Only 8 cases of hamartomas of mature cardiac myocytes have been reported. The aim of the study was to describe 7 new cases and provide clinicopathologic correlation. Our anatomical pathology database was searched for all cases of cardiac hamartoma, of which 7 represented mature myocyte type. Medical records were reviewed for clinical information, and microscopic slides were evaluated for extent of characteristics. Five males and 2 females ranged in age from 6 months to 74 years (mean, 23 years). There were 11 ventricular hamartomas (8 left free wall, 2 right free wall, 1 septum). Death in 3 infants was unrelated to incidental hamartomas discovered at autopsy. A 10- and 16-year-old were asymptomatic but had abnormal electrocardiogram (ECG) results, which led to detection of cardiac masses by imaging studies. Two adult males had only mild coronary disease angiographically. The 57-year-old, who died suddenly, had a 7-year history of abnormal ECG results. The 74-year-old, who died after aortic surgery, had a 3-year history of chest discomfort. Their hamartomas were identified at autopsy and contributed to sudden death in 1. Microscopically, all hamartomas were involved by myocyte hypertrophy and disarray, without inflammation or calcification. Myocyte vacuolization and venular dilatation occurred only in the pediatric cases, and interstitial adipose tissue only affected 1 adult. In conclusion, hamartomas of mature cardiac myocytes may be detected at any age. They primarily affect males, arise predominantly in the left ventricle, are asymptomatic, may have nonspecific ECG findings, and rarely may be associated with sudden death. Microscopic findings in infants differ from older patients.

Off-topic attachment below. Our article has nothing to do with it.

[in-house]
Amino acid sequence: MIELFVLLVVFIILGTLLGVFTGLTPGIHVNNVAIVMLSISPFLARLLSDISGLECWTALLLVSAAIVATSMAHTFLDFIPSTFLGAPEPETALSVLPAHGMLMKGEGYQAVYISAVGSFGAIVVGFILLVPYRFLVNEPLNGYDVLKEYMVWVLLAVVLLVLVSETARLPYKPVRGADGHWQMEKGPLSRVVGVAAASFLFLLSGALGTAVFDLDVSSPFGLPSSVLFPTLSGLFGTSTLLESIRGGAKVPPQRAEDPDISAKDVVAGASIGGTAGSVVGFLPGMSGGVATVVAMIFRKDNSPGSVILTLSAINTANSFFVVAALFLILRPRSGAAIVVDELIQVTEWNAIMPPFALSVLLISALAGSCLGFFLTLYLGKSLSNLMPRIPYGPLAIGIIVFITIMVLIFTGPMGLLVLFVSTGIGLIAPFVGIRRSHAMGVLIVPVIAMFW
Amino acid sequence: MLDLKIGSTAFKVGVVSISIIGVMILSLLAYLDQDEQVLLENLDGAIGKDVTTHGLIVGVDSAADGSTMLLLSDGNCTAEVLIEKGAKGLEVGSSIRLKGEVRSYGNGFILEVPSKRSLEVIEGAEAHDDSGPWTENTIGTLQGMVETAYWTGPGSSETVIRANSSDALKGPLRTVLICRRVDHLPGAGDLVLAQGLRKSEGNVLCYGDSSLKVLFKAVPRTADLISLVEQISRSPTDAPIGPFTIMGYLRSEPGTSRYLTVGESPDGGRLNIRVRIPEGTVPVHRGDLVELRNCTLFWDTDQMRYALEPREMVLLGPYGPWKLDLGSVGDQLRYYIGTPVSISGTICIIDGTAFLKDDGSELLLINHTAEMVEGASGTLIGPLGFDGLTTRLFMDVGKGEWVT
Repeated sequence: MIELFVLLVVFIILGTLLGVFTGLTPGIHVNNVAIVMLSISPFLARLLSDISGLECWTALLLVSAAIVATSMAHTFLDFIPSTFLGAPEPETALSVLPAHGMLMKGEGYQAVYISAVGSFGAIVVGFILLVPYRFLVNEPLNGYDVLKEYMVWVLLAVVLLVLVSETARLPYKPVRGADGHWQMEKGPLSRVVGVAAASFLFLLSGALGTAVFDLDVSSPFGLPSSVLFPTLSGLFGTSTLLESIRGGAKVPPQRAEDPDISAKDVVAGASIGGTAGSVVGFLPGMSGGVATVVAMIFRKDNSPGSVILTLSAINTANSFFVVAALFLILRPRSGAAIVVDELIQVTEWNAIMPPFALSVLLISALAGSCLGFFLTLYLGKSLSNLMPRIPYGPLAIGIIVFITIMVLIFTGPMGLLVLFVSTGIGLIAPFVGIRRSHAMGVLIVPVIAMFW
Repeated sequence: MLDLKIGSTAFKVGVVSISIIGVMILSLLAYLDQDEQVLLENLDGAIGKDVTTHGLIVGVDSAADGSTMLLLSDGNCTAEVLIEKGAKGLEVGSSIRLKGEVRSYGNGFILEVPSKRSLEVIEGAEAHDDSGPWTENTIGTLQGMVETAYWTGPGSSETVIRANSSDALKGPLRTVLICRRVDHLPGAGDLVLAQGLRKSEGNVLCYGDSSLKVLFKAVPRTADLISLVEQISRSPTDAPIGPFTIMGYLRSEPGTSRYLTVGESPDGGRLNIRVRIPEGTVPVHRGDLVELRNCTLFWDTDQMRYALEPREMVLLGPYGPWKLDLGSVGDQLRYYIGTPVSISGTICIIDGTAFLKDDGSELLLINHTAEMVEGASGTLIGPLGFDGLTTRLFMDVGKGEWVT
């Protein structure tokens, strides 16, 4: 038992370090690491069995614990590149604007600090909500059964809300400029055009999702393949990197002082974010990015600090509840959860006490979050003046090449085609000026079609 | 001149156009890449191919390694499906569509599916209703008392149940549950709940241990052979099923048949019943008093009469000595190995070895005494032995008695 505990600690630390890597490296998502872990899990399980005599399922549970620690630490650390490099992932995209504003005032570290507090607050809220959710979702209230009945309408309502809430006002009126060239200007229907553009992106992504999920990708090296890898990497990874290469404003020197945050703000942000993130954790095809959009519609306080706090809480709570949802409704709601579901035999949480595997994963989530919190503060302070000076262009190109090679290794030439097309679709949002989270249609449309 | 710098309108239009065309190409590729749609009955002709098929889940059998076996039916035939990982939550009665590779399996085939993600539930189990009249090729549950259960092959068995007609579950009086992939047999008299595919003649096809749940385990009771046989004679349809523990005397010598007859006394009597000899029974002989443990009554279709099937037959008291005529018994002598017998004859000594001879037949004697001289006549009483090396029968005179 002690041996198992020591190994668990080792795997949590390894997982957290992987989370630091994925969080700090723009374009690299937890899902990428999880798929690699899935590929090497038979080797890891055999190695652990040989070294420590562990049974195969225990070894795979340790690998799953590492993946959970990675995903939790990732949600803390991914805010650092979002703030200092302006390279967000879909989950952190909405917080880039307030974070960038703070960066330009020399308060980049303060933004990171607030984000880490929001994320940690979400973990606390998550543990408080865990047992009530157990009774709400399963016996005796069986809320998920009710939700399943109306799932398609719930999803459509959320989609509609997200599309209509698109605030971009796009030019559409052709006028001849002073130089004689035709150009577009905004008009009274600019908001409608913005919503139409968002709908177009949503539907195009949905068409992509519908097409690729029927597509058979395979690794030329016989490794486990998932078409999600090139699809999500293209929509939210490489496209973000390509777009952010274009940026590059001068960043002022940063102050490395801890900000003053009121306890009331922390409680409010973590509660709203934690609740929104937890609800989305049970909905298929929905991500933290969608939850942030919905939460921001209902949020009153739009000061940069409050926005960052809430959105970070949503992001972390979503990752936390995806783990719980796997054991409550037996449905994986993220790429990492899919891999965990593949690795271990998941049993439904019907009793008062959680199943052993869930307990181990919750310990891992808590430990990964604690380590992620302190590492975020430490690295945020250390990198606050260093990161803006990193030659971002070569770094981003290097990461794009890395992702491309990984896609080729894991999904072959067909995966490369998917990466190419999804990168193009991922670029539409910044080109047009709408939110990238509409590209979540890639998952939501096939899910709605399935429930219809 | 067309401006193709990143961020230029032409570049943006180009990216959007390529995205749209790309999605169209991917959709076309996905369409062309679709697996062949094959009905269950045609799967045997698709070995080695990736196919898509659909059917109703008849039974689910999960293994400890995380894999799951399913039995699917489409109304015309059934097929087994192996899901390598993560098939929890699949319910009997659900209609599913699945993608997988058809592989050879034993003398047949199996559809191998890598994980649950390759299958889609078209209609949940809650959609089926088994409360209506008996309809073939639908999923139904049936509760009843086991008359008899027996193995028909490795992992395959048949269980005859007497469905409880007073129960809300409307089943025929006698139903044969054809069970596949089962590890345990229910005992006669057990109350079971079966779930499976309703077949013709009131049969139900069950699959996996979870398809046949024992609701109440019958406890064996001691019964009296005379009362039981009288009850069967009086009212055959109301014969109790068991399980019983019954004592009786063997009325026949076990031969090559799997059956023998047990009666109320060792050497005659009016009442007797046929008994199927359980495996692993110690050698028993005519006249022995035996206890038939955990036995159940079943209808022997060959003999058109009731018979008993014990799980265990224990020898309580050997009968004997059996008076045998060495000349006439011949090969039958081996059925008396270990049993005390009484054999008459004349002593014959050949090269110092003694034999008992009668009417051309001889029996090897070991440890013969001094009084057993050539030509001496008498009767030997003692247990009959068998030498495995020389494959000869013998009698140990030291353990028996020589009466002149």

- Hamartoma of mature cardiac myocytes
ASJC Scopus subject areas
- Pathology and Forensic Medicine